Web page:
Abdominal Fat & Stroke Risk
Abdominal fat is tied to higher stroke risk. New research suggests that men who carry most of their fat in the abdominal area may be at increased risk of suffering a fatal stroke.
The study, which followed more than 9,151 Israeli men for 23 years, found that those who carried their excess fat mainly around the middle were at greater risk of dying from a stroke than those with more evenly distributed fat stores. The effect of abdominal fat on stroke risk was seen regardless of a man's body mass index (BMI), a measure of weight that takes a person's height into account. BMI, however, is not a perfect measure. For example, a very muscular person with a normal amount of body fat can have a high BMI, while someone with excess fat but little muscle mass could fall into the normal BMI category. "It is not only the presence of body fat that affects stroke risk, but also its distribution," said Tanne, of Tel-Aviv University and the Chami Sheba Medical Center in Tel-Hashomer, Israel. Simple measures that zero in on abdominal fat -- including waist circumference and the waist-to-hip ratio -- may be better indicators, he said.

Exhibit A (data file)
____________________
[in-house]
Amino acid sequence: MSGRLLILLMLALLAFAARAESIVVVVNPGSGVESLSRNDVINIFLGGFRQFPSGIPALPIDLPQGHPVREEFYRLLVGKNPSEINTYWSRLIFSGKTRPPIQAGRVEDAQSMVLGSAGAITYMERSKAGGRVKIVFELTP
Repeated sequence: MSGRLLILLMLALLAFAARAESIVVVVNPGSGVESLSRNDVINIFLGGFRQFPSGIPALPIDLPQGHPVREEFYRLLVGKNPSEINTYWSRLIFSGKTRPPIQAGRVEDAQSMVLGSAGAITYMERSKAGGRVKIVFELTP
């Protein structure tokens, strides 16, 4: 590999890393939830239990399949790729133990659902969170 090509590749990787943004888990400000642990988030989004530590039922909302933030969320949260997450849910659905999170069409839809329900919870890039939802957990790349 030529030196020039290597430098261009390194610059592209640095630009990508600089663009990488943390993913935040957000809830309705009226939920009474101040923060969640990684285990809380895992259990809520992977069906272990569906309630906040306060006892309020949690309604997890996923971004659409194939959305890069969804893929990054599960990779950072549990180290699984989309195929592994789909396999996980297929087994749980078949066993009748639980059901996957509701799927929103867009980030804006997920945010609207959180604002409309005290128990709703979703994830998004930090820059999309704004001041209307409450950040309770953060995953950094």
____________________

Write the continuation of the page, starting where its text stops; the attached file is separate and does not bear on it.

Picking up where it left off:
At the outset, researchers recorded the men's weight and height, and gauged their body fat using two methods:
The latter test, which measured fat in both the trunk and the back of the arm, helps define where people carry their fat.
- a skinfold test that took one measure of fat in the torso
- one that assessed the ratio of body fat in the trunk compared with the rest of the body.
Predictor Of Stroke Risk
Over the next 23 years, 316 study participants died of a stroke. A man's risk of having a fatal stroke rose in tandem with his BMI at the study's start. However, his level of abdominal fat, in particular, was a stronger predictor of stroke risk. Men with the greatest disparity between abdominal fat and fat in the rest of the body -- that is, those with abdominal obesity -- were 50 percent more likely to die of a stroke than men with the most even distribution of body fat.
Abdominal fat may be a particular health threat because of its link to the so-called metabolic syndrome, which is marked by high blood pressure, elevated "bad" cholesterol levels and impaired sensitivity to the hormone insulin, which regulates blood sugar. As trunk fat increases, Tanne explained, so do the risks of each of these disorders. In addition, he noted, people with abdominal obesity tend to show higher levels of inflammatory substances in the blood. Persistent inflammation in the blood vessels is thought to contribute to artery disease, heart attack and stroke.